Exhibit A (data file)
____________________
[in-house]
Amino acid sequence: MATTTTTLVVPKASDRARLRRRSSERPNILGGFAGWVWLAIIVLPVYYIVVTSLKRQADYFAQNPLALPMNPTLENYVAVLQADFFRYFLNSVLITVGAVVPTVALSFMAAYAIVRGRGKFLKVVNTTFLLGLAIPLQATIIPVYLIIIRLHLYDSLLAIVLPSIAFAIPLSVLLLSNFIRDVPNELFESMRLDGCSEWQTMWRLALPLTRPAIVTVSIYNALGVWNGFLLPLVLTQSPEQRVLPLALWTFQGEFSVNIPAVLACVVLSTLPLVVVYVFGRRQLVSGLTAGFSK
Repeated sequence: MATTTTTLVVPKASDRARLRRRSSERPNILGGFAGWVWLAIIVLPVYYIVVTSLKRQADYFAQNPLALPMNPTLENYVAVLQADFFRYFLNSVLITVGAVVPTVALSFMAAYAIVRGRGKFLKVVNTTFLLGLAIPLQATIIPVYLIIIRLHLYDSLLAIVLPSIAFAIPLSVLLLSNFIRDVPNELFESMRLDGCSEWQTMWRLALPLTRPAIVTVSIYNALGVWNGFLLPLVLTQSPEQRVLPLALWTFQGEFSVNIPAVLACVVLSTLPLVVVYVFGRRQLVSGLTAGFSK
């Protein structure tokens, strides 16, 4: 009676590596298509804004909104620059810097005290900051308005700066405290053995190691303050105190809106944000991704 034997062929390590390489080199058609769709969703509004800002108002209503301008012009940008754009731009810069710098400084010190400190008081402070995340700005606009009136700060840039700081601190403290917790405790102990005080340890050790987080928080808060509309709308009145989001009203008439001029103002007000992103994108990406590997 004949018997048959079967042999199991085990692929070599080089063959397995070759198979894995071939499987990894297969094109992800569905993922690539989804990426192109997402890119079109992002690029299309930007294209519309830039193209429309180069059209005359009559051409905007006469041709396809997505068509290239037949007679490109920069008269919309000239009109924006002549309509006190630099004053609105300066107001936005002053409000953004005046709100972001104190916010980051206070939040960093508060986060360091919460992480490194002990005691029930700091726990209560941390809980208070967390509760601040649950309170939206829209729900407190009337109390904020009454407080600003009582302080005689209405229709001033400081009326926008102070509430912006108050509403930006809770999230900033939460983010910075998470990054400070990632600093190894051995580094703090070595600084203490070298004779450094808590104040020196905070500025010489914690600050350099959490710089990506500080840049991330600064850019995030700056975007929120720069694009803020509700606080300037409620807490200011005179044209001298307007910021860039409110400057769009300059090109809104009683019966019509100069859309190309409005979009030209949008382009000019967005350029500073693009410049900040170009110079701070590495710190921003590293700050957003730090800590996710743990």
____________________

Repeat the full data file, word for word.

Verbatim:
[in-house]
Amino acid sequence: MATTTTTLVVPKASDRARLRRRSSERPNILGGFAGWVWLAIIVLPVYYIVVTSLKRQADYFAQNPLALPMNPTLENYVAVLQADFFRYFLNSVLITVGAVVPTVALSFMAAYAIVRGRGKFLKVVNTTFLLGLAIPLQATIIPVYLIIIRLHLYDSLLAIVLPSIAFAIPLSVLLLSNFIRDVPNELFESMRLDGCSEWQTMWRLALPLTRPAIVTVSIYNALGVWNGFLLPLVLTQSPEQRVLPLALWTFQGEFSVNIPAVLACVVLSTLPLVVVYVFGRRQLVSGLTAGFSK
Repeated sequence: MATTTTTLVVPKASDRARLRRRSSERPNILGGFAGWVWLAIIVLPVYYIVVTSLKRQADYFAQNPLALPMNPTLENYVAVLQADFFRYFLNSVLITVGAVVPTVALSFMAAYAIVRGRGKFLKVVNTTFLLGLAIPLQATIIPVYLIIIRLHLYDSLLAIVLPSIAFAIPLSVLLLSNFIRDVPNELFESMRLDGCSEWQTMWRLALPLTRPAIVTVSIYNALGVWNGFLLPLVLTQSPEQRVLPLALWTFQGEFSVNIPAVLACVVLSTLPLVVVYVFGRRQLVSGLTAGFSK
């Protein structure tokens, strides 16, 4: 009676590596298509804004909104620059810097005290900051308005700066405290053995190691303050105190809106944000991704 034997062929390590390489080199058609769709969703509004800002108002209503301008012009940008754009731009810069710098400084010190400190008081402070995340700005606009009136700060840039700081601190403290917790405790102990005080340890050790987080928080808060509309709308009145989001009203008439001029103002007000992103994108990406590997 004949018997048959079967042999199991085990692929070599080089063959397995070759198979894995071939499987990894297969094109992800569905993922690539989804990426192109997402890119079109992002690029299309930007294209519309830039193209429309180069059209005359009559051409905007006469041709396809997505068509290239037949007679490109920069008269919309000239009109924006002549309509006190630099004053609105300066107001936005002053409000953004005046709100972001104190916010980051206070939040960093508060986060360091919460992480490194002990005691029930700091726990209560941390809980208070967390509760601040649950309170939206829209729900407190009337109390904020009454407080600003009582302080005689209405229709001033400081009326926008102070509430912006108050509403930006809770999230900033939460983010910075998470990054400070990632600093190894051995580094703090070595600084203490070298004779450094808590104040020196905070500025010489914690600050350099959490710089990506500080840049991330600064850019995030700056975007929120720069694009803020509700606080300037409620807490200011005179044209001298307007910021860039409110400057769009300059090109809104009683019966019509100069859309190309409005979009030209949008382009000019967005350029500073693009410049900040170009110079701070590495710190921003590293700050957003730090800590996710743990």